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singled out

Dear Annie: I have an 88-year-old friend who can't hear and refuses to get tested for a hearing aid. I have talked with her many times about this situation, but she either makes excuses about her hearing problem or gets angry and refuses to discuss the issue. She just smiles and nods when people try to talk to her or tells them she can't understand them. Talking on the phone with her is impossible. And her hearing problem has gotten her into trouble when she's at appointments with doctors, as she sometimes misses what they tell her. The cost is not an issue, because she could easily afford hearing aids, and I have offered to drive her to any appointments. You cannot have a conversation with her, and she is becoming more isolated and distracted in her interactions with others. I am losing patience with her. Help! -- Frustrated Friend Dear Frustrated Friend: Denial can be a dangerous coping mechanism, but it's a coping mechanism nonetheless -- so your friend will cling to it until she's ready to let go. Continue encouraging her to get her hearing tested, and even suggest getting your own hearing checked at the same time. If she were to feel less singled out, she might feel less defensive and more open to the idea. If she were to feel less singled outの意味を教えてください。よろしくお願いします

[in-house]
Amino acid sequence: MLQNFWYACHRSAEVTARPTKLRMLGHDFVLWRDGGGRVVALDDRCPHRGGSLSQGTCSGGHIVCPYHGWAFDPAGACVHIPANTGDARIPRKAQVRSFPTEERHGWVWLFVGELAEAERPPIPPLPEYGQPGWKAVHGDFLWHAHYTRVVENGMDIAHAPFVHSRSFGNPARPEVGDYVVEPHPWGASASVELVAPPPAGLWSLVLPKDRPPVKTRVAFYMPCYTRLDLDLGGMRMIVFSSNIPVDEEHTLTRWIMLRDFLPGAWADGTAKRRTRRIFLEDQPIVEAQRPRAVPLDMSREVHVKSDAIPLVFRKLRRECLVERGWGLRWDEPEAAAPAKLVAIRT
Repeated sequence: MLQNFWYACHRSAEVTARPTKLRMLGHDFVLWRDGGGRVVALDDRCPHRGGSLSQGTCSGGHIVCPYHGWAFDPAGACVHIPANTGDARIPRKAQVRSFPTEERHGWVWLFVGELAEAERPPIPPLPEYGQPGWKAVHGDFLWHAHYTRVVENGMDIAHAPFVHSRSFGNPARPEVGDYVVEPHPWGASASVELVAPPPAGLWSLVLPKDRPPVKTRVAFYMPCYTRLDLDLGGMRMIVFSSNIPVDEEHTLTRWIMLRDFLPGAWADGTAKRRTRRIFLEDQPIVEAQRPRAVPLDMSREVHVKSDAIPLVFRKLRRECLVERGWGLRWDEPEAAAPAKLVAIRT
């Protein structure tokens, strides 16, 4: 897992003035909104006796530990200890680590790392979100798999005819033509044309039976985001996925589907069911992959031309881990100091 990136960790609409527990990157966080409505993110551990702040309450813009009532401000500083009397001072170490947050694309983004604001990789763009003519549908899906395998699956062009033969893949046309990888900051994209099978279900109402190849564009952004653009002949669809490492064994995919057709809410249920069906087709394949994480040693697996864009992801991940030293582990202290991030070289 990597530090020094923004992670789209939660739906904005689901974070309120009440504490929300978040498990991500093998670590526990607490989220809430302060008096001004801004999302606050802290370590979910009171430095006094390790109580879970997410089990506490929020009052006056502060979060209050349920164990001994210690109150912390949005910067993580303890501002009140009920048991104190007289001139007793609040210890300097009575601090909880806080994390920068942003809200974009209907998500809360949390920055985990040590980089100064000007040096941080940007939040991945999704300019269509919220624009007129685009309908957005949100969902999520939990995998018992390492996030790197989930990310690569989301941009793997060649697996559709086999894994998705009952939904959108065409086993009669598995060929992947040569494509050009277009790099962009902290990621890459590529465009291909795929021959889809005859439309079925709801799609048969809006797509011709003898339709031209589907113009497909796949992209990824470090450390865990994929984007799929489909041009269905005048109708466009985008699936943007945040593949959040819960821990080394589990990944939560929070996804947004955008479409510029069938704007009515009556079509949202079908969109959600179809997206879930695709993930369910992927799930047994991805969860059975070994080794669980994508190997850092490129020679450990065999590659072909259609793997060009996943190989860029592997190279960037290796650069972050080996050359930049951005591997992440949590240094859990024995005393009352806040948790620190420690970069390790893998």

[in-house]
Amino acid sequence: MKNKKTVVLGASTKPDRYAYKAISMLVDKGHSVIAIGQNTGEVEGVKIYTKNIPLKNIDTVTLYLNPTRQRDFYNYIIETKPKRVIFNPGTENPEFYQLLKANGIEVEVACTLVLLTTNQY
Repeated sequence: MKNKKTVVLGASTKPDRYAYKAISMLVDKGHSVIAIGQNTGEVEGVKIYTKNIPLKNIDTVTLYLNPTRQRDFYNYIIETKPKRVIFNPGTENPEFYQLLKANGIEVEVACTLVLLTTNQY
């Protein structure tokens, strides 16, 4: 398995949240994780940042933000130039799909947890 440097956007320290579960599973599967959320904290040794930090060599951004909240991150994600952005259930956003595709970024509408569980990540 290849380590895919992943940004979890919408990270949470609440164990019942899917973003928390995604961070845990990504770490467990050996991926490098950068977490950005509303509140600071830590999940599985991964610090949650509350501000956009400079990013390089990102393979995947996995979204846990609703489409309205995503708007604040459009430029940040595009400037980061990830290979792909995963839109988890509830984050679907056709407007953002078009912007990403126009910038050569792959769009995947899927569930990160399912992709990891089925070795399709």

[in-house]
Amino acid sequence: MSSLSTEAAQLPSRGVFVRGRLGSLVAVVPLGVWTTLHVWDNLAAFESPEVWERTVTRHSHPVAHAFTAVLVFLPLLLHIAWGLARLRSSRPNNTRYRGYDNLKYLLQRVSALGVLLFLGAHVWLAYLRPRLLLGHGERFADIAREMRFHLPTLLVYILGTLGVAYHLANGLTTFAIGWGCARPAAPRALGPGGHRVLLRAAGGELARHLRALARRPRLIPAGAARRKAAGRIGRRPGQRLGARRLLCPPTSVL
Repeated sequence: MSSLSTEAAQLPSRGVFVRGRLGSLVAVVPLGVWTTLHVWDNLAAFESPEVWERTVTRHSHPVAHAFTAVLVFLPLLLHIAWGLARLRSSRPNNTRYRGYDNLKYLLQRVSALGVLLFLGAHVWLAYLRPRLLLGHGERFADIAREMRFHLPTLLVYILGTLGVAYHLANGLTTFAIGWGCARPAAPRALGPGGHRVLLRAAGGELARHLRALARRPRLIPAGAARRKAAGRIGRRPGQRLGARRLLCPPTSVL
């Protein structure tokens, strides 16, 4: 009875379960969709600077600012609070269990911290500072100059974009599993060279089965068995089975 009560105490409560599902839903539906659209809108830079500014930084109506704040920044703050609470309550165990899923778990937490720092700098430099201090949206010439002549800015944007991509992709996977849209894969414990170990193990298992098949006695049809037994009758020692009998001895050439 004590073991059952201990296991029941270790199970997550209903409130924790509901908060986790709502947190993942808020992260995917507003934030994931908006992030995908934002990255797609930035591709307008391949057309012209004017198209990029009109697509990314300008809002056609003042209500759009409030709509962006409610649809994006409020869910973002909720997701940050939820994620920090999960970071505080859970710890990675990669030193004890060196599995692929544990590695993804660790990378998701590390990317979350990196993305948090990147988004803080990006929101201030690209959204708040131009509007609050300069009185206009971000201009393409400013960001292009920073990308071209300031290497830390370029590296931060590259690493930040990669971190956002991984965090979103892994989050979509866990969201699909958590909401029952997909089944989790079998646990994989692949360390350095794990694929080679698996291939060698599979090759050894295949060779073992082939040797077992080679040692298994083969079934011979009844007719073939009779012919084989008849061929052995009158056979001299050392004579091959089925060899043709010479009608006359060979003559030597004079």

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 If she were to feel less singled outの意味を教えてください。  もし、彼女が自分が唯一として選び出されることがより少ないと感じれば https://eow.alc.co.jp/search?q=single+out  もし難聴なのが自分一人だと感じなくなれば > 耳が聞こえないのは私だけじゃない(他にもいるんだ)と感じるようになれば





  • よろしくお願いします

    I have a friend, or maybe I had a friend, who I saw at least once a week all summer, but who I have only seen a few times since the school year started. At first I chalked this up to being busy: I’m a teacher; she is the mother of two middle schoolers and is going through a divorce. Whenever I see her (we share a hobby) she no longer initiates conversation and offers minimal replies to my questions. She doesn’t reply to text messages about getting together or asking how she’s doing, although she does eventually respond to logistical questions. She seems to speak to other people normally and responds to our mutual friends in a way she no longer does to me. I feel singled out,and I’m not sure what’s changed between us. ここでのlogistical questionsとfeel singled outの意味を教えてください。よろしくお願いします